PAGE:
BYU Football: 5 Big Keys for Cougs to Meet High Expectations for 2012
As the season draws nearer and nearer, expectations for BYU's football team grow higher and higher. With a tough road schedule up ahead and the loss of several key players, the Cougars may have a tough time reaching 10 wins.
Of course, they could also have a great season. With quarterback Riley Nelson and several other playmakers returning, it is not absurd to think that this team can succeed.
The question is, if this squad is going to live up to the hype, what factors will prove decisive?
Read on to find out.
Photo by Mark Philbrick/BYU Photo
BYU's defense was strong and consistent all season long in 2011, and finished the season ranked 13th in the nation. The Cougars return linebackers Uona Kaveinga, Kyle Van Noy and Brandon Ogletree, along with several other key players.
Although BYU no longer has Jordan Pendleton or Hebron Fangupo, the defense should still be great.
"I think this is the most talented (the defense) will ever be since Coach Mendenhall has been here," Kaveinga said (h/t AOL Sporting News). "I mean, talent level, athletic ability, it is just crazy. We got depth, too, and man, it's just scary."
I sure hope he's right.
A Successful Rushing Game
Photo: Doug Beghtel, The Oregonian
Last season, it took BYU five games to realize that the team had running backs who could make plays.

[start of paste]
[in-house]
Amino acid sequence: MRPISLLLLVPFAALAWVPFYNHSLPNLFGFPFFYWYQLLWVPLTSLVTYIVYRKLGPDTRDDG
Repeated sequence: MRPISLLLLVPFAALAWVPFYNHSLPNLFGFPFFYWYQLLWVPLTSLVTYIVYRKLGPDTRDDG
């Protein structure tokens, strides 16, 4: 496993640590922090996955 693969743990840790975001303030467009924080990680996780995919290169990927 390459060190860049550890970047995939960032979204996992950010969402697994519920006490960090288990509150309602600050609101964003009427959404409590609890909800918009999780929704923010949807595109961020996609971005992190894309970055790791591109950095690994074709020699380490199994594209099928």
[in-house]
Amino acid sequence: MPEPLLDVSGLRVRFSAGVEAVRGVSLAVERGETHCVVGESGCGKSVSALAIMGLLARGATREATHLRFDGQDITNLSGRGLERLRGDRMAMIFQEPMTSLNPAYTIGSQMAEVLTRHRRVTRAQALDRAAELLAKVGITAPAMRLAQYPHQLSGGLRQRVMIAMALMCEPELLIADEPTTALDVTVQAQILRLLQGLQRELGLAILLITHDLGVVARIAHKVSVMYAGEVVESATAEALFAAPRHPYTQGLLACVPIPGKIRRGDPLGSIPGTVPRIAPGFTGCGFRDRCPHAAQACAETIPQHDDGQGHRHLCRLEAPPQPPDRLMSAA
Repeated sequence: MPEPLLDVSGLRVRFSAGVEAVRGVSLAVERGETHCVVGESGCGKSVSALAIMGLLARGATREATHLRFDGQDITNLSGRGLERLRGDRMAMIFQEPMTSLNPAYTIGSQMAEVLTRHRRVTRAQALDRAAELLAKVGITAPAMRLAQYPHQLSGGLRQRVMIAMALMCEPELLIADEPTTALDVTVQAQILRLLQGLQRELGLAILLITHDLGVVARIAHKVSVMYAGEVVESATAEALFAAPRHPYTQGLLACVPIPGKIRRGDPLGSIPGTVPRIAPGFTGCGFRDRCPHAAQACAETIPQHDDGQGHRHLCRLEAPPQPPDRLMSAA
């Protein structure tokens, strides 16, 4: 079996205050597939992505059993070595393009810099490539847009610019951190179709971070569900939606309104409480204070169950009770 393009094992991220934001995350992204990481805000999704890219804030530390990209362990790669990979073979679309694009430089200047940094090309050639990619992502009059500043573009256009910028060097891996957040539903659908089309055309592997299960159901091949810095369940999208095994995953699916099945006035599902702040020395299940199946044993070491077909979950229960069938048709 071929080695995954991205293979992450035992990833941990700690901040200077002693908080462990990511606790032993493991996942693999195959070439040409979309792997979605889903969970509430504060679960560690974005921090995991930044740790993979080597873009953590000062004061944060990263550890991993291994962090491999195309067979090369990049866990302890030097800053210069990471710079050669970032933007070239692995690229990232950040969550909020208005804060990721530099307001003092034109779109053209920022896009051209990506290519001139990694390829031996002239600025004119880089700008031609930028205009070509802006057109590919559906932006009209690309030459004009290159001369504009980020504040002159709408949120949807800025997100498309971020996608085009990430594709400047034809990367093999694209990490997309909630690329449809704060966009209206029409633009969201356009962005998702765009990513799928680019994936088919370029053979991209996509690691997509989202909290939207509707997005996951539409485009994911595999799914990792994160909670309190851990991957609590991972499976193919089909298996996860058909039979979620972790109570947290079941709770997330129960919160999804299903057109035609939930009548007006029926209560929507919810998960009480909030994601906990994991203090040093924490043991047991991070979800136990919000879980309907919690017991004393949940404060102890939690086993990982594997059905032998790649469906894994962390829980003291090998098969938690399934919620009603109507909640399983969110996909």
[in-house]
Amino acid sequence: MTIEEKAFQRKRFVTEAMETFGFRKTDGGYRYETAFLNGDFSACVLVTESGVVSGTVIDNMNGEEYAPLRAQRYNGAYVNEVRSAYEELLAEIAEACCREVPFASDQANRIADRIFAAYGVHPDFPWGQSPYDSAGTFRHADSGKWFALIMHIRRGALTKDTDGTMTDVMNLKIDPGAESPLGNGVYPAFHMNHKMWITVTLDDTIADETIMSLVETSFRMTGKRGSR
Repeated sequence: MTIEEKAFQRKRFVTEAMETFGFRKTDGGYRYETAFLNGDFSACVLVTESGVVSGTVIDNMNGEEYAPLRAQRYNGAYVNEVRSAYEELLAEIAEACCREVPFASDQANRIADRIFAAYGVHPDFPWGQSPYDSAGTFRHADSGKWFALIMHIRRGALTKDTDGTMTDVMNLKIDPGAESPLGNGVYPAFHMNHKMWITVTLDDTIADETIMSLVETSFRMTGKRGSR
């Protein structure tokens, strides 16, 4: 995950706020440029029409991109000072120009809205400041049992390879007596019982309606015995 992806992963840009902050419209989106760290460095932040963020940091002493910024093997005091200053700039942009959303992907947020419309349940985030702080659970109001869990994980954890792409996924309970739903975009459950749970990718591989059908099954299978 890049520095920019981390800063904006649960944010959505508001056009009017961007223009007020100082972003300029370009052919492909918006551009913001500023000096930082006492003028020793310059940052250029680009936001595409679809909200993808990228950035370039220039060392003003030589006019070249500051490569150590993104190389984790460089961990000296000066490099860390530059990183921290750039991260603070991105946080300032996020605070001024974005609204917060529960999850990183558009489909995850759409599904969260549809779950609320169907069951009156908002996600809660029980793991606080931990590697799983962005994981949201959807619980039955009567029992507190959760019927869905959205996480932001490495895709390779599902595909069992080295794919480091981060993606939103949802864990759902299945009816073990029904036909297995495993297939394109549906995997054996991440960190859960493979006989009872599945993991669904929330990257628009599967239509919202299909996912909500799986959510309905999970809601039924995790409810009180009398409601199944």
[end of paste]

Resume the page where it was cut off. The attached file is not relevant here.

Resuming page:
This season, I hope the team has already realized that.
The Cougars no longer have Bryan Kariya, JJ Di Luigi or even Josh Quezada in the backfield, Therefore, Michael Alisa, Adam Hine and David Foote will have to carry the rushing load for BYU.
With tough teams early on the Cougars schedule, it is vital for the rushing game to start off hot.
A Healthy Riley Nelson
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Riley Nelson has a gritty, hard-nosed style of play that has often led to improbable fourth-down conversions and great plays.
However, it may also lead to injury.
Last season, Nelson was hurt in a November game against Idaho. He was out until the season-ender against Hawaii.
During the time he was out, backup quarterback Jake Heaps took over the offense and led them to two victories. This year, Heaps is gone and backup James Lark is nowhere close to Nelson's level of play.
To say the least, Riley Nelson can't get hurt if the team wants to meet BYU's high expectations. This team needs him on the field as a leader and a playmaker.
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The team's four toughest road games this season are scheduled in pairs, with Utah and Boise State back-to-back, along with Notre Dame and Georgia Tech.
Much responsibility will be placed on the coaching staff, who will have to prepare the team for these tough competitions.
The fact they're all away games makes a win in each even more improbable, but if coach Bronco Mendenhall keeps his players ready, this team should be fine.
Productive Wide Receivers
Photo: Doug Beghtel, The Oregonian
BYU has one of the greatest starting receiving duos in the nation, with stellar players in Cody Hoffman and Ross Apo.
The question is, will they live up to expectations?
Since Riley Nelson was named the starting quarterback in September, Apo hasn't been the same. He went from three receptions per game before the QB change to just over 2.5. If he can adjust and get back to his original, pass-catching self, the Cougs should be fine.
As far as Hoffman goes, he went from 50 yards per game to 86.625 after the change.